Asphaltenes are the heaviest and most polarizable components of crude oil and constitute most of the asphalt that we use to surface roadways.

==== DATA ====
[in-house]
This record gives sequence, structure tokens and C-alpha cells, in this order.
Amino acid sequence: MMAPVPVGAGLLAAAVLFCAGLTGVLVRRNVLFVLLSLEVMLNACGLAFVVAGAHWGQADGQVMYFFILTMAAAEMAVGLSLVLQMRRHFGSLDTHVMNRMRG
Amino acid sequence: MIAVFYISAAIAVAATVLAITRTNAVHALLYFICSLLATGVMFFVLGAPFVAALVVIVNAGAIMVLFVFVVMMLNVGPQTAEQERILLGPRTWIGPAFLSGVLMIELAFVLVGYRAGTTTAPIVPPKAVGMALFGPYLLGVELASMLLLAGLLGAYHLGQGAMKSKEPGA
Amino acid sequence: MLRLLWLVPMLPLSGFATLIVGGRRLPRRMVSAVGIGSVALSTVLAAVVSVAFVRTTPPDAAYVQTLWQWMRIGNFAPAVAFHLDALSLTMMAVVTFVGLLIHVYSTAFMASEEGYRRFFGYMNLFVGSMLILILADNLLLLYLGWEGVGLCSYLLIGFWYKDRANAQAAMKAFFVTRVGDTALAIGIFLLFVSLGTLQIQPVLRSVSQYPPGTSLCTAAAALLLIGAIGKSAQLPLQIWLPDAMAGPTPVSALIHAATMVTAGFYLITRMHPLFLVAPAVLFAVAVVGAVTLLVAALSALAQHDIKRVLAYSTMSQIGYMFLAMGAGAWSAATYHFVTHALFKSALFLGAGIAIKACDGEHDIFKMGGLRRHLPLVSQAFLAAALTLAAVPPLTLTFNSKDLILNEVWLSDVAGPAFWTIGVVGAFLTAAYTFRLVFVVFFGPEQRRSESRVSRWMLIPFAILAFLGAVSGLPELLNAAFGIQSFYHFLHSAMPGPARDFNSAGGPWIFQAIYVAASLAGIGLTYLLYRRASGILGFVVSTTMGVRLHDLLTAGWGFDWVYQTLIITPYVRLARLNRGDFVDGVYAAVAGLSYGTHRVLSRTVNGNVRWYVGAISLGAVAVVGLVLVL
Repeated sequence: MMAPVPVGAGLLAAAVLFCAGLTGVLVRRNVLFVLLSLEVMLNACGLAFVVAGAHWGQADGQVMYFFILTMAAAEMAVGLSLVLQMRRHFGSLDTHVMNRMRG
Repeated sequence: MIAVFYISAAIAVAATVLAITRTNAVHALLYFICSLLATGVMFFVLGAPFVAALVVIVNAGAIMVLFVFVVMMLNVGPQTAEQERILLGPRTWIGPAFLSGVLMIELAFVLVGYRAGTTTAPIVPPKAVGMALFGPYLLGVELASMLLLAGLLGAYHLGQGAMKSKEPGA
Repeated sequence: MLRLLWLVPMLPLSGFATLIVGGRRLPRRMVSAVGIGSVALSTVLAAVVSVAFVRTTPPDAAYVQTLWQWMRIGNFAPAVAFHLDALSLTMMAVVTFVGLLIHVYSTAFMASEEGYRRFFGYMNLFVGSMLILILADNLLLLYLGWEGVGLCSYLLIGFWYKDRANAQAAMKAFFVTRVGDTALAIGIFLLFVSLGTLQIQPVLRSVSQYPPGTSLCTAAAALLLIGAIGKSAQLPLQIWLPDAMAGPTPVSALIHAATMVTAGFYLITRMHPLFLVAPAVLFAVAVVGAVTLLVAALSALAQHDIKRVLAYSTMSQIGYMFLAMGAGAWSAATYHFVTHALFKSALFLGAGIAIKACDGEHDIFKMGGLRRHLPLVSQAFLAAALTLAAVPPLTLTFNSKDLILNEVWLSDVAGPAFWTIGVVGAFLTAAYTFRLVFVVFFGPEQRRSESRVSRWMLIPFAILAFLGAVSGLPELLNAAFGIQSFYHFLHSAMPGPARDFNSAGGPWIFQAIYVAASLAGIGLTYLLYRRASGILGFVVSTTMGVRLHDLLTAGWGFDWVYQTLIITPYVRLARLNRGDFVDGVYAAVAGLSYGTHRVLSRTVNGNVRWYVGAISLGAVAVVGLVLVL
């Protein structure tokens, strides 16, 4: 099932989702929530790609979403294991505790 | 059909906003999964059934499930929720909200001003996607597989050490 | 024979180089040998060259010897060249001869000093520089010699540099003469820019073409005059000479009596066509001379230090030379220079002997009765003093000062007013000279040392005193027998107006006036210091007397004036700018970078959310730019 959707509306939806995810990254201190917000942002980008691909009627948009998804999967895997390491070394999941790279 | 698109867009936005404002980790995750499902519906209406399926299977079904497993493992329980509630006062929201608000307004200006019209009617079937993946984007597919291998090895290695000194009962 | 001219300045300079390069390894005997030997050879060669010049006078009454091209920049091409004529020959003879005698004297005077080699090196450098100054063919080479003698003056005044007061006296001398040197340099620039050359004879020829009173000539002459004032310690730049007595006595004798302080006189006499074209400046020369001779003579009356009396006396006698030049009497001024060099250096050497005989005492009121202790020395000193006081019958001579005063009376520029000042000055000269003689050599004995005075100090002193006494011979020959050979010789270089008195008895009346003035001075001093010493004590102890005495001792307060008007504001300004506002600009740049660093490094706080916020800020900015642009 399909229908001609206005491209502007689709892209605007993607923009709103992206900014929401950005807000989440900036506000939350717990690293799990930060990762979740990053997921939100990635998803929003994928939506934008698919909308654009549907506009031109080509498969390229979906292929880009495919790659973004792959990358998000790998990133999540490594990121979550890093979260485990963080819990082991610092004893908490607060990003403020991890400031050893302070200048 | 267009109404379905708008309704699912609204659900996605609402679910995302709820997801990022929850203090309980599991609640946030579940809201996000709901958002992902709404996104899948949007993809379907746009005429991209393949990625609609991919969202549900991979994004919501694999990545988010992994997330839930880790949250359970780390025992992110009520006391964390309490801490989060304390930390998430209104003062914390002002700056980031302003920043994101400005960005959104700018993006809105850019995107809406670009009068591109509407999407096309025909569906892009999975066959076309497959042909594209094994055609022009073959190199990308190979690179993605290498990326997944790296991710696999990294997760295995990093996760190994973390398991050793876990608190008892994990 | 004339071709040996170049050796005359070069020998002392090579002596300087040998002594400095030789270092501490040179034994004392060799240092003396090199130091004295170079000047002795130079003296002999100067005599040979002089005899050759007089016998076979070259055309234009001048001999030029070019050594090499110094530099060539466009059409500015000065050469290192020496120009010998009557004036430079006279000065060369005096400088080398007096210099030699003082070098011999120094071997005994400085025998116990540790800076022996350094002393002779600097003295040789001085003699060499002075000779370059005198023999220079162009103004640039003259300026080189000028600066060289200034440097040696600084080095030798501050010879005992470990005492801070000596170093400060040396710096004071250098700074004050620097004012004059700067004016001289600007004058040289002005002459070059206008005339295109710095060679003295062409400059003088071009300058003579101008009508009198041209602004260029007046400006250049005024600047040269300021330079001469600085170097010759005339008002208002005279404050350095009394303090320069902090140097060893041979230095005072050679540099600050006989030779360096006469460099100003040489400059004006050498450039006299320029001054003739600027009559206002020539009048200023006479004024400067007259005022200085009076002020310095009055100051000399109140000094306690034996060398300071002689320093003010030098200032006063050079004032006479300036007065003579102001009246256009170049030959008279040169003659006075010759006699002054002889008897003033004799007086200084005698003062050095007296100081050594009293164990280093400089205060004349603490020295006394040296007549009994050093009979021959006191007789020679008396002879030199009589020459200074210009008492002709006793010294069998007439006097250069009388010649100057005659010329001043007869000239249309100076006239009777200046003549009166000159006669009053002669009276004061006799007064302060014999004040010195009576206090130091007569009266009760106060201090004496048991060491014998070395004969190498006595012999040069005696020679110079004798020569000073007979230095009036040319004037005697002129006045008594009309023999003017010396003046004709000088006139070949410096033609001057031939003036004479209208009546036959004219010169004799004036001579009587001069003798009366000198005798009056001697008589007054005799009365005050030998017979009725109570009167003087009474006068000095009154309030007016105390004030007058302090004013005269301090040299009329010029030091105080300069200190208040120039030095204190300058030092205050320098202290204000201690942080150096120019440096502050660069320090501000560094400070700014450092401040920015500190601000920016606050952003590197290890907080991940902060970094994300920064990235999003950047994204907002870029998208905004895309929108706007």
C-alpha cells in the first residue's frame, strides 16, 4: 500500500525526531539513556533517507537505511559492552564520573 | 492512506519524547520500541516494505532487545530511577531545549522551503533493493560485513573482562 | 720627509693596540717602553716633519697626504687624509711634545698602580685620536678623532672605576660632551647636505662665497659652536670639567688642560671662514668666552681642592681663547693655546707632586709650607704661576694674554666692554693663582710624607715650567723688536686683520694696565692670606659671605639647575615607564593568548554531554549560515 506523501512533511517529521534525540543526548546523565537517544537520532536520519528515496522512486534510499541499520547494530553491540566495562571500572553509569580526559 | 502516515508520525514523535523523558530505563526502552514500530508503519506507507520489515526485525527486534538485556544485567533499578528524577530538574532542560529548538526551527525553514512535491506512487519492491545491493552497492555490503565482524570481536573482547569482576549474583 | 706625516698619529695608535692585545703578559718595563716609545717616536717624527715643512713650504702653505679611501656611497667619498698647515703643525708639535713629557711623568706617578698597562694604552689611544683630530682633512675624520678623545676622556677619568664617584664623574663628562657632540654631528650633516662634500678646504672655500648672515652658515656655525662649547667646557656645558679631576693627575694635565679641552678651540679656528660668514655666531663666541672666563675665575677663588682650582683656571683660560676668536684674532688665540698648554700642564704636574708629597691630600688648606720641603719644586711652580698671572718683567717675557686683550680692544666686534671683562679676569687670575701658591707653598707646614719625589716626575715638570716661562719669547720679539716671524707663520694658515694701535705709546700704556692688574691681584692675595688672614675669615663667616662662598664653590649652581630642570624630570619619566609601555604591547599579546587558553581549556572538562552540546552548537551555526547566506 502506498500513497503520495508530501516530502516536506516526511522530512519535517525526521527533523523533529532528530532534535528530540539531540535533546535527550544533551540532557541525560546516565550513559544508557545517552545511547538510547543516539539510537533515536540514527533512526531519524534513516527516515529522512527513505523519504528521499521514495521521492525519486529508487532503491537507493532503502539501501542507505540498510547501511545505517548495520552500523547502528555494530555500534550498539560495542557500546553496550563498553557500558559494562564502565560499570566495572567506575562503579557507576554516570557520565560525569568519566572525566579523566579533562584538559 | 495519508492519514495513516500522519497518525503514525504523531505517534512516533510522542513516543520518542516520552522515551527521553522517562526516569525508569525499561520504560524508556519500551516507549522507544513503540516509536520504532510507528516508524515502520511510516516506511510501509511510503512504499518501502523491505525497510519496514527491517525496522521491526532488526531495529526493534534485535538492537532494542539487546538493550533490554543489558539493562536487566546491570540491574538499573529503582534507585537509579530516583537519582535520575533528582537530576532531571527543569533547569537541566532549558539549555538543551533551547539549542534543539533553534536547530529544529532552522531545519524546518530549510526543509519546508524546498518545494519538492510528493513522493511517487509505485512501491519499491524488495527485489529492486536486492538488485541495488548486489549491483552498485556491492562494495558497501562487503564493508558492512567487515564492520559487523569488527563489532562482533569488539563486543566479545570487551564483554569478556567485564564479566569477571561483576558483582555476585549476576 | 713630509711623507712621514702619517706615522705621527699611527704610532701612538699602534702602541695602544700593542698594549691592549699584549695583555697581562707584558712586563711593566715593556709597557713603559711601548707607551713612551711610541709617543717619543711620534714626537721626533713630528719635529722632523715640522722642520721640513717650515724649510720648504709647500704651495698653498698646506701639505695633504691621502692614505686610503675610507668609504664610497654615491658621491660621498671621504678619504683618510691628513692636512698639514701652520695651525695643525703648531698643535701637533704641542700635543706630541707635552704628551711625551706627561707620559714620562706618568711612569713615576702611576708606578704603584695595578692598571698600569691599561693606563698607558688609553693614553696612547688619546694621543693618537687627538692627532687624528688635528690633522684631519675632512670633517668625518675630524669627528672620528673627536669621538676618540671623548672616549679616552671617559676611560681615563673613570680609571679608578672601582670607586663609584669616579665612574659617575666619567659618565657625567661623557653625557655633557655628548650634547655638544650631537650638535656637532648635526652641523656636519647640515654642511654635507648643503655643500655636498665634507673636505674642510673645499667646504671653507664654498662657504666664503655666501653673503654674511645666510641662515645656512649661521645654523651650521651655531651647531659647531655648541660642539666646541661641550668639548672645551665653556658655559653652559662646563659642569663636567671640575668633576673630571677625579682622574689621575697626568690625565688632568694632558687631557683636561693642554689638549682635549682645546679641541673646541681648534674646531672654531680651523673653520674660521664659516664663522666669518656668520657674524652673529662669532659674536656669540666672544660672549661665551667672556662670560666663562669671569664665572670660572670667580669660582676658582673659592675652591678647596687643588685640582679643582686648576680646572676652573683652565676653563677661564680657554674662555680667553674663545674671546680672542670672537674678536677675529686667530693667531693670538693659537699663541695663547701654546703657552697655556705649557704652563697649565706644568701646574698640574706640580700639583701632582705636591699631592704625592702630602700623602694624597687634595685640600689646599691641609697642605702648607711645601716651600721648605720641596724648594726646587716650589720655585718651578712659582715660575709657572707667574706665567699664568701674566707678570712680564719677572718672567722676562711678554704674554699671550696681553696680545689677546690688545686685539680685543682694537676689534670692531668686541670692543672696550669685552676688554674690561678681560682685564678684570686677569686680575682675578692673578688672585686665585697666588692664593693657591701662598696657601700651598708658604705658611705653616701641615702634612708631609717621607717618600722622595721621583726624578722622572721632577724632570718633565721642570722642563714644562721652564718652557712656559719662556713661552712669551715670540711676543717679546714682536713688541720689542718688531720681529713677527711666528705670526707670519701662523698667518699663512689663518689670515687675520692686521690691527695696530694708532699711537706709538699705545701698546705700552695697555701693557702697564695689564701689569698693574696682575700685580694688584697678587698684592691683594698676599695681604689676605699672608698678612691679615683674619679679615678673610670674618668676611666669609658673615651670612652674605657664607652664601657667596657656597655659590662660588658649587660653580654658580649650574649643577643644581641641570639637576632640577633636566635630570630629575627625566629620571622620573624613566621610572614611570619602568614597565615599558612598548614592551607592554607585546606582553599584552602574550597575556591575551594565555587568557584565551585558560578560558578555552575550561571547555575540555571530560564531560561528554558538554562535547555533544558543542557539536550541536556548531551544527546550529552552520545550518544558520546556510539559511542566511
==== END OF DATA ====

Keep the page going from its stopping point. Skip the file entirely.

Asphaltenes are defined as a solubility class of crude oil which are insoluble in lower molecular weight alkanes while being soluble in aromatic solvents. These molecules directly affect oil production by depositing in reservoirs, wellbores, and production facilities and can also ruin costly refinery catalysts. This deposition can either partially or totally clog wellbores, reducing the amount of oil production, halting well productivity and leading to devastating economic losses during remediation operations. Hence, it is necessary to study the mechanism and parameters affecting the deposition process. At the COIFPM, efforts are under way to study the mechanism of asphaltene deposition using various precipitants in a flow-loop system by varying parameters such as flow rate and precipitant concentration. This will help identify ways for limiting asphaltene deposition in oilfields and production facilities. Additionally, asphaltene research at the COIFPM is exploring new ways to use asphaltenes to synthesize valuable industrial materials as well as ways to remediate the environmental impacts of asphaltene deposition after oil spills.